Trade Deadline Week: Friday Edition

Posted by Lionel on July 31, 2009.

With things being all quiet on the North Side front (I haven't even heard a peep about another move involving the Cubs, except Bruce Miles saying if they did, they'd be looking for a bat off the bench), I thought I would give the Cubs trade another look now that I've slept on it.

I know there are a lot of people out there who didn't like the trade because they thought the Cubs gave up too much in Kevin Hart. Hart, rated as the 6th best Cubs prospect by BA, was not in the top 14 by Baseball Prospectus. He is the ultimate 'tweener; he struggled this year in the Iowa 'pen, pitched better as a AAA starter, and pitched well in both roles for the Cubs. But I think long-term he's a better reliever than starter. That's not to say that the Pirates won't use him as a starter, I just think his stuff would work better out of the 'pen.

But what I think is lost in this is that the Cubs had to give up something to get something. And when you look at the Cubs long-term, they didn't need Hart. They have a stockpile of reliever arms. You could argue that they could've kept him in the rotation, but again, I just don't see him a member of the starting 5 any time soon for the Cubs. The Cubs will have a rotation opening this offseason with Rich Harden's free agency, but with a new owner in place (hopefully) and few other offseason needs, the Cubs will either try to make a big splash or annoint Jeff Samardzija as their 5th starter.

Both Jose Ascanio and Josh Harrison were nice prospects ranked in the 30-50 range of the Cubs top prospects. Harrison's on field performance this year could've potentially put him in the top 30 next year. But again, the Cubs have a logjam of right-handed, MLB-ready relievers, so the need to keep Ascanio was reduced. Harrison played some 2-sack and some 3-sack this year, and projects long-term as a utility-infielder. While he was getting PT, the Cubs are overflowing with infielders, especially middle infielders, in the lower levels. This move could help the Cubs develop some of their higher-ranked prospects.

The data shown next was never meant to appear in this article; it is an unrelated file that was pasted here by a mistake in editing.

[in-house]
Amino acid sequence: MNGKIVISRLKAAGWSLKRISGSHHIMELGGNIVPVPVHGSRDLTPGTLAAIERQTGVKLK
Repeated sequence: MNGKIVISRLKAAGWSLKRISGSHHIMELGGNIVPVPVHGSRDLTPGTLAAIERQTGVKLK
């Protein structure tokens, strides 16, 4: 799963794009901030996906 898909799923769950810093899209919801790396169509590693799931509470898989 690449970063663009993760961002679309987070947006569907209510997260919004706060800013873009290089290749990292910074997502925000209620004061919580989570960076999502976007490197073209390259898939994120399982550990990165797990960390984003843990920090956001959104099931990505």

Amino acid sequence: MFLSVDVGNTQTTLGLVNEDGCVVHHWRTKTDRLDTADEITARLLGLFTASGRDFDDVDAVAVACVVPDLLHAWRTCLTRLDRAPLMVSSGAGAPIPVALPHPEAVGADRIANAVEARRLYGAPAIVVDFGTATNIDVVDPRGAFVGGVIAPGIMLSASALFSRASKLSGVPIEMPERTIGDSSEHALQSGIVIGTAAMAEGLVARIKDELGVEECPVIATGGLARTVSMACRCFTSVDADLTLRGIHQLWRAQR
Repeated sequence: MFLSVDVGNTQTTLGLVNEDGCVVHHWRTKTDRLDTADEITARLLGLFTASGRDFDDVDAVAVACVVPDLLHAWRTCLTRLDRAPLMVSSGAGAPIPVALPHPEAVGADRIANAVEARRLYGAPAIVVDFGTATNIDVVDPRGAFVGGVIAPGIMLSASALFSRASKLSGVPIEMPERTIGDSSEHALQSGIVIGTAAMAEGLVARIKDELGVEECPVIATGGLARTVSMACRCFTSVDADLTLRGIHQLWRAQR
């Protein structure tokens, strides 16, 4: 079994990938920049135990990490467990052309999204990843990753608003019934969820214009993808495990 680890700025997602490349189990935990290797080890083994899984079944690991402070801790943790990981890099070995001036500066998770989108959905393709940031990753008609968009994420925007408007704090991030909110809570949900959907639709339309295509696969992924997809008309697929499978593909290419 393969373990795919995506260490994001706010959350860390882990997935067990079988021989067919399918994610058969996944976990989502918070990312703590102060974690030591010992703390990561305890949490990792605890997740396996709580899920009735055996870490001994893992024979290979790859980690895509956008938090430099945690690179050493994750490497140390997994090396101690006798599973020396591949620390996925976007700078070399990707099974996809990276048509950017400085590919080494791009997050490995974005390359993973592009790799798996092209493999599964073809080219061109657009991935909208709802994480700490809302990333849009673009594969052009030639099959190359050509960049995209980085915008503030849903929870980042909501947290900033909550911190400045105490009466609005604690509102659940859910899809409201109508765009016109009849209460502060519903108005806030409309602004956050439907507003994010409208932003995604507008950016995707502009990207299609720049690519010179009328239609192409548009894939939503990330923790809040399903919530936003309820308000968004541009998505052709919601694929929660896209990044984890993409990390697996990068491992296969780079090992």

There is value in both the players the Cubs got in return. While it appears on the surface that they are renting John Grabow for 3 months, he currently projects as a Type A free agent. That means that if the Cubs offered him arbitration and he turned it down, they would get a first round compensation pick in next year's draft. I think that would change the minds of some Cubs fans. Whether he'd do that or not would be interesting; if he accepts arbitration, he'll probably get a bump up from the $2.3M he's making this year. If he turns it down (assuming he's successful during the stretch for the Cubs), he's looking at a multi-year deal (always a plus for relievers). I'd assume that unless the Cubs see some other lefty that absolutely have to have, they'd offer him arbitration.
The Cubs are also getting Tom Gorzelanny. Gorzelanny was a 14 game winner two years ago and in 2006 was ranked among the top 100 prospects in baseball. Gorzelanny struggled to a 6-9, 6.66 ERA last year, in large part to the number of walks he issued. That trend has reversed course this year, where he's only walked 30 in 87 innings of work at AAA. When the Pirates needed another lefty in the 'pen, they called him up without much success (a 5.19 ERA in 9 appearances, but he somehow managed 3 W's). He will be arbitration-eligible, so the Cubs will continue to have control over him. If he performs well, he could fight for the fifth starter's spot next year.

So, I look at it as a situation where the Cubs spent some of their excess (right-handed relievers and lower-level middle infielders) to address specific needs (left-handed relief and left-handed pitching depth). The Pirates were reportedly asking for Jay Jackson, the Cubs 9th ranked prospect. While some believe Jackson has already peaked and doesn't project to be successful long-term, I think the Cubs were better off sending Hart than Jackson.

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